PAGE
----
Berkeley County Council votes for additional prosecutor

March 18, 2011|By MATTHEW UMSTEAD |

MARTINSBURG, W.Va. — The Berkeley County Council Thursday voted 4-1 to give Prosecuting Attorney Pamela Games-Neely enough money to hire an additional prosecutor as part of the county's fiscal 2012 budget.

Council member Anthony J. "Tony" Petrucci voted against the addition of $64,870 in salary and benefits to Games-Neely's budget because the funding is to be taken from the county's operations account.

Council members later this month are set to approve a $24.5 million budget for the next fiscal year, which begins July 1.

The current budget stands at $25.4 million, up from $23.1 million at the start of the fiscal year on July 1, 2010, according to County Administrator Deborah Hammond.

That reflects eight budget revisions, which included the addition of revenue carried over from the 2009-10 fiscal year, Hammond said.

Games-Neely reiterated the need for an additional prosecutor to respond to added workload triggered by appellate rule changes instituted by state Supreme Court of Appeals.

"We're getting slammed," Games-Neely said in an interview after the council voted for the additional person.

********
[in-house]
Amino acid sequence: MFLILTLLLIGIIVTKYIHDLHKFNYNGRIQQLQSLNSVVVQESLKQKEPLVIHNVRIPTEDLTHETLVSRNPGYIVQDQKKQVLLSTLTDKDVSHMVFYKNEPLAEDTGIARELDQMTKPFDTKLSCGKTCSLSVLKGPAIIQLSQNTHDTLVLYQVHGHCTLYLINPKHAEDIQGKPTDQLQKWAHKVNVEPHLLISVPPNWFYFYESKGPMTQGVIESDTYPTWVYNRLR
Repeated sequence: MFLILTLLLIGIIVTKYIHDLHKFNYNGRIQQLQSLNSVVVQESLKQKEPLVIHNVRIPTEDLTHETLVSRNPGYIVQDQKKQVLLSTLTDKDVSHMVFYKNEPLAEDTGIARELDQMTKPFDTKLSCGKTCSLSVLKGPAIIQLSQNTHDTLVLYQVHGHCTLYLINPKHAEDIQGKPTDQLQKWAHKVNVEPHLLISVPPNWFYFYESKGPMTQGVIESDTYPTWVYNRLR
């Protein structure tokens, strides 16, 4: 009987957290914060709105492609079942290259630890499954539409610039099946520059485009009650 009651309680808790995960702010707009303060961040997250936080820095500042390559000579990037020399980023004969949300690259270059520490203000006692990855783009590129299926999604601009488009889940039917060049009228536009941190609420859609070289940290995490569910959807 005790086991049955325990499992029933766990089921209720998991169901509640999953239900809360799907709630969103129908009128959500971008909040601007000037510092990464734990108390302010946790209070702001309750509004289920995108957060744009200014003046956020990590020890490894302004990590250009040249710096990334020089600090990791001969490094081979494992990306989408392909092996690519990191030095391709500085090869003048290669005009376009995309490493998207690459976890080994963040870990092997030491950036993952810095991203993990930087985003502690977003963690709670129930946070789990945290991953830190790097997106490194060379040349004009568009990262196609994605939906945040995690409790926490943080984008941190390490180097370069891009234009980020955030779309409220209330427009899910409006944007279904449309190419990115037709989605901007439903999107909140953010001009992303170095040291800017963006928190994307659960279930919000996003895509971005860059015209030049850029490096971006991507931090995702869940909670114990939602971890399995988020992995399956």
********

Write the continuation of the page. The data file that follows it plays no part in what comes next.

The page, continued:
In other action on Thursday, the council approved the poll workers and polling locations for the May 14 special gubernatorial election.

After the meeting, Deputy County Clerk Bonnie Woodfall said early voting for the election is scheduled to begin April 29 and continue through May 11.  The general election is scheduled for Oct. 4.

Senate Bill 581, which lawmakers passed last week, reduced the early voting period from 15 to 10 days and allows early voting on Saturday for all elections.

The bill sponsored by Senate Majority Leader John Unger, D-Berkeley/Jefferson and Senate Minority Whip Karen Facemyer, R-Jackson, was made effective from passage, according to the state legislative reference and information  website.  

Woodfall said the reduction in days of early voting reduces the cost of the unexpected election.

The winner of the special election for governor will serve the remaining portion of former Gov. Joe Manchin's four-year term, which ends in 2012.

Six Democratic candidates and eight Republicans are vying for their party's respective nomination in the May primary.

The last day for residents to register to vote in the primary election is April 25, according to the Office of the Secretary of State.

More information about the special election, including a list of candidates and how each of them can be contacted via mail, email and telephone, can be found on the Internet at

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